Trinity on Trial : Act V
The Worker of Signs & Wonders

The "I AM"

Trinity on Trial : Act V continued...

One of the arguments devised to support the doctrine of the Trinity is that when Jesus said the words translated as I am he was identifying himself with the Israelite God YHWH. Evidence adduced from the Hebrew Scriptures and the New Testament will demonstrate the falsity of this claim.

Hebrew Scriptures
Support for the claim is most often drawn from the 'burning bush' incident in Exodus Chapter 3, usually translated into English as:

"And the angel of the Lord appeared unto him in a flame of fire out of the midst of a bush: and he looked, and, behold, the bush burned with fire, and the bush was not consumed.

"Behold, when I come unto the children of Israel, and shall say unto them, The God of your fathers, hath sent me unto you; and they shall say to me, What is his name? what shall I say unto them?

"And God said unto Moses, I am that I am: and he said, Thus shalt thou say unto the children of Israel, I am hath sent me unto you.

"Thus shalt thou say unto the children of Israel, the Lord (YHWH) God of your fathers, the God of Abraham, the God of Isaac, and the God of Jacob, hath sent me unto you: this is my name for ever, and this is my memorial unto all generations". [verses 2, 13-15]

 Ehyeh Asher Ehyeh

Ehyeh [1st person singular imperfect form of the verb "to be"] Asher [relative pronoun] Ehyeh [1st person singular imperfect form of the verb "to be"].

The verbs here are in the 'imperfect' meaning that the action may have begun in the past but will be completed in the future, or will continue in the future.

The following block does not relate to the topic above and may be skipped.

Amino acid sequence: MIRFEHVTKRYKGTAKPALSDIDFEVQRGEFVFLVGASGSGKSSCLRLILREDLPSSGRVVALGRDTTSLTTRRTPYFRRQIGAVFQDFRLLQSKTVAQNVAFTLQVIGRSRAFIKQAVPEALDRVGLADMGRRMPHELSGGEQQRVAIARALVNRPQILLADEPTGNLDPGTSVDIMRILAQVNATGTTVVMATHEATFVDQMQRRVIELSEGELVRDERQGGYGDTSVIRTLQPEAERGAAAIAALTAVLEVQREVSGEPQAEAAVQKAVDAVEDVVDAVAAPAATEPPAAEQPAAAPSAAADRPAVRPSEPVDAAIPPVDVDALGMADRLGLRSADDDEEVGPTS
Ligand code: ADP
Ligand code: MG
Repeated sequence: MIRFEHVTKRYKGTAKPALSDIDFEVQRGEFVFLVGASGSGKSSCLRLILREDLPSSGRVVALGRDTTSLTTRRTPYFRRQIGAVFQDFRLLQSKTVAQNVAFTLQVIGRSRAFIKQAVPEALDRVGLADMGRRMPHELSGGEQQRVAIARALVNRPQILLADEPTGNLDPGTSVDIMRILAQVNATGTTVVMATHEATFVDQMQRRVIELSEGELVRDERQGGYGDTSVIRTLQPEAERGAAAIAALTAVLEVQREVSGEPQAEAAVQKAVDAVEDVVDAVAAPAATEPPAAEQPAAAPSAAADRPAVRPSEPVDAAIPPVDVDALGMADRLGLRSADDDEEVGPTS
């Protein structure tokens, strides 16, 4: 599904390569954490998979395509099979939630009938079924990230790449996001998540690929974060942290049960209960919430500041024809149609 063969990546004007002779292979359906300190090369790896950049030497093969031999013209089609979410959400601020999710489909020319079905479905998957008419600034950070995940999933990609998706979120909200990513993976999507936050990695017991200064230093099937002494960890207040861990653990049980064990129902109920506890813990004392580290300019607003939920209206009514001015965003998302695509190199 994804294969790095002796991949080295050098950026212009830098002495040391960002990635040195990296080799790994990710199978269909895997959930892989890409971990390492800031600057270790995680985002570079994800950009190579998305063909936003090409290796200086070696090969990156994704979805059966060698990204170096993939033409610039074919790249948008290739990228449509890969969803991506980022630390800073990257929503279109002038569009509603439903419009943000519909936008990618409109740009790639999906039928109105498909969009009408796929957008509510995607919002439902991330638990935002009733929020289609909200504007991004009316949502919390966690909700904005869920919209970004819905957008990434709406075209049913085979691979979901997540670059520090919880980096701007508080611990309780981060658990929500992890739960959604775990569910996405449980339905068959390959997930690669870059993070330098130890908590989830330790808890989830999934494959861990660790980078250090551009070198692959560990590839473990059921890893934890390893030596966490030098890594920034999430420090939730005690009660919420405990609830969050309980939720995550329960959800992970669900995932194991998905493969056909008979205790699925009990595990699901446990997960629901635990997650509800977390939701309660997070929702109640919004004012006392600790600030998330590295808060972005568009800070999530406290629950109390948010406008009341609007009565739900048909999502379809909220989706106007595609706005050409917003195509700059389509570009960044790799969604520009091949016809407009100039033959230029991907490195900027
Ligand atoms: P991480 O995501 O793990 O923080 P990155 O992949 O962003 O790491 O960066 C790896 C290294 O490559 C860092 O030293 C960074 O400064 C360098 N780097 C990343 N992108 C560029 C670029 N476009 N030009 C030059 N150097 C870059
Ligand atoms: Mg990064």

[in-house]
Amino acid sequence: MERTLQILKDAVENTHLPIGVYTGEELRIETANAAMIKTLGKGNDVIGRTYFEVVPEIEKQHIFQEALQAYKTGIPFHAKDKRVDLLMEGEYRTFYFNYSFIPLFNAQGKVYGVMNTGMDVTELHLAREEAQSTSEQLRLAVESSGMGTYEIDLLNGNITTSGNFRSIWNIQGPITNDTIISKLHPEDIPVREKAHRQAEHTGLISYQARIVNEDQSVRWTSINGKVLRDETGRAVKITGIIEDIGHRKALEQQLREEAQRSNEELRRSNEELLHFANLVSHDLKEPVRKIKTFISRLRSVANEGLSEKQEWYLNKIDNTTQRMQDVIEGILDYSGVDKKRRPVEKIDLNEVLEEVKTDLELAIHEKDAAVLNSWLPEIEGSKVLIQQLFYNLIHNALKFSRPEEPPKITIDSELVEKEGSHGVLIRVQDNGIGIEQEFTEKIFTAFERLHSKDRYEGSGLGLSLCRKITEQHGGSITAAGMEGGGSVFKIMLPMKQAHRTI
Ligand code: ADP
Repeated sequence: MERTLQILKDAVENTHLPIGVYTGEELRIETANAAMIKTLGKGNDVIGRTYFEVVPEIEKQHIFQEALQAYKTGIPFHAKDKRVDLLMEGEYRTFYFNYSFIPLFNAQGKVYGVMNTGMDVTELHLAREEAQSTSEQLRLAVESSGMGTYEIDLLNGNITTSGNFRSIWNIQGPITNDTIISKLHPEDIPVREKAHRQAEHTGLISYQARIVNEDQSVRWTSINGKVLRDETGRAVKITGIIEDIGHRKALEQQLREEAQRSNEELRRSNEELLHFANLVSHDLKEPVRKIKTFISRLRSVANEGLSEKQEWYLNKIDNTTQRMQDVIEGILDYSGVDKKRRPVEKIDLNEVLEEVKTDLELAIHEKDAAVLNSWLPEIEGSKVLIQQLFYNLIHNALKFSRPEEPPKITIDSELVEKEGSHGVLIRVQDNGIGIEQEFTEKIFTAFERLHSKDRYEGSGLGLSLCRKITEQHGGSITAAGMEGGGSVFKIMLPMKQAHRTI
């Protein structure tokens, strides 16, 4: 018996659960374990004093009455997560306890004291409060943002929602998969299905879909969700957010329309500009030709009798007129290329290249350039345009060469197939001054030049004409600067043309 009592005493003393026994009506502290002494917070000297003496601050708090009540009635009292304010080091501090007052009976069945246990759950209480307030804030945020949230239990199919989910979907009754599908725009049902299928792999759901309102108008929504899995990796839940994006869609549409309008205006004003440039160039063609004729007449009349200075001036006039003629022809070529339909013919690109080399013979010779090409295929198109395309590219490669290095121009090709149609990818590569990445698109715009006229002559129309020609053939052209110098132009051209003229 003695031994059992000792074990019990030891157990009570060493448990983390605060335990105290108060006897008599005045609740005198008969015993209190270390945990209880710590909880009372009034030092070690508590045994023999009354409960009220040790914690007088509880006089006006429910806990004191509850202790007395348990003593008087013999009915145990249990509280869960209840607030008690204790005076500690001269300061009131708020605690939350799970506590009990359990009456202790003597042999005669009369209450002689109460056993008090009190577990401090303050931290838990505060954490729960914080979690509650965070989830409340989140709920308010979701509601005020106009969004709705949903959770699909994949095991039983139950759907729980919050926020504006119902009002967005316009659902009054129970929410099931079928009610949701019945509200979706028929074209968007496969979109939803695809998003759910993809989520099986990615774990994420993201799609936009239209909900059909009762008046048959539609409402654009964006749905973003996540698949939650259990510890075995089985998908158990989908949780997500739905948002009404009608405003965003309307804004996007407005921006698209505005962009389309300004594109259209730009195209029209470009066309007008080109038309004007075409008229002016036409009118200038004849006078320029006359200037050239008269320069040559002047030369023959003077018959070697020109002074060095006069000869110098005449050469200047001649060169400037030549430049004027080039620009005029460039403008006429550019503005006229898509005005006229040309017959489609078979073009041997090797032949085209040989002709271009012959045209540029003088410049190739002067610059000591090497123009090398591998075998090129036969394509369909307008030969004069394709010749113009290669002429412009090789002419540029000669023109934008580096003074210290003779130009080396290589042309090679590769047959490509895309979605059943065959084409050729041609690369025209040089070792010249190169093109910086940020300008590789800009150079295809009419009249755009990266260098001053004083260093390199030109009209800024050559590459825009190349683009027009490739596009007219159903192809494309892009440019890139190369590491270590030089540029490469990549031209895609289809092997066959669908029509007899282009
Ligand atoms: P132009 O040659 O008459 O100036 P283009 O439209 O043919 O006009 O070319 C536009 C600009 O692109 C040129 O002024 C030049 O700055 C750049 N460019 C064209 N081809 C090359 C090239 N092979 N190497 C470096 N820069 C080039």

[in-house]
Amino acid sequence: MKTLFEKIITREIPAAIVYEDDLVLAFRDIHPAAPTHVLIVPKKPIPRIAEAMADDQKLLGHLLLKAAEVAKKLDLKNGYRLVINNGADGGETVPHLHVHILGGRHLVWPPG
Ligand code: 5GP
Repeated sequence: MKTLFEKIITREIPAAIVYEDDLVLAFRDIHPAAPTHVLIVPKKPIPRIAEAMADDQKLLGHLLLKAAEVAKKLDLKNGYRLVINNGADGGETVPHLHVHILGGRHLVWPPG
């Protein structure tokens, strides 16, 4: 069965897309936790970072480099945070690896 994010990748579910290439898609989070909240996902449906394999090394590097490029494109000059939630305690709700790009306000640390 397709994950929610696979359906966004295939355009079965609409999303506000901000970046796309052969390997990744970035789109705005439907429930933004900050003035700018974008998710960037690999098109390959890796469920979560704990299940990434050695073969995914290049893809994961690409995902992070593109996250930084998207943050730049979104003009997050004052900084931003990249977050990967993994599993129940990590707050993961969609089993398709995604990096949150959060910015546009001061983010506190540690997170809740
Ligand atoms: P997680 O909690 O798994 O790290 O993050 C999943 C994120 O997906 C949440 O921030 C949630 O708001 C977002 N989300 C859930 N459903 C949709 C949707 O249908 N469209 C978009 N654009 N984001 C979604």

Scholars, sages and rabbis have argued for over two millennia about the precise meaning of the enigmatic Hebrew phrase Ehyeh Asher Ehyeh spoken at the burning bush. In many cases, these arguments were driven by philosophical or theological considerations. However, without going into too much tedious detail about verb forms, most Jewish scholars and translators today would agree that the words should be rendered into English as “I will be what I will be”. To state categorically that these words spoken at the burning bush should be translated into English as “I am that I am” or as “I am who I am” is deceptive.

New Testament
It has been conclusively demonstrated by Claude Tresmontant* and others that the Greek gospels were originally composed from Hebrew originals or from Hebrew notes. It makes no difference whether Jesus spoke in Aramaic or Hebrew - his words were originally recorded in Hebrew, the 'sacred' language.  I am is a translation of the Greek ego eimi which, in turn, is based on the Hebrew ani hou (I, he).

The simple copulative forms of present tense "to be" are not written into Hebrew texts but merely implied e.g. I (am) sick; she (is) pretty; we (are) happy. The appropriate form, in this case AM, has been simply added, first to the Greek and then to the English, to conform with linguistic demands. The original words which Jesus uttered were simply "I, he" or, as we would say, "it's me!"

The New Testament also clarifies the burning bush incident - we discover that it was indeed an angel that appeared to Moses:

"This Moses whom they refused, saying, who made thee a ruler and a judge? the same did God send to be a ruler and a deliverer by the hand of the angel which appeared to him in the bush." (Acts 7:35).

Even if we ignore linguistic demands and pretend that Jesus could have said the words "I am," the claim that he was identifying with YHWH by repeating a messenger's explanation of the timeless "being" of YHWH is still exposed to the ridicule it so richly deserves. We can only hope that all the other teachings and doctrines which subvert the message of the New Testament will eventually be exposed to similar ridicule.

Claude Tresmontant, The Hebrew Christ: Language in the age of the Gospels, Franciscan Herald Press, Chicago, 1989.


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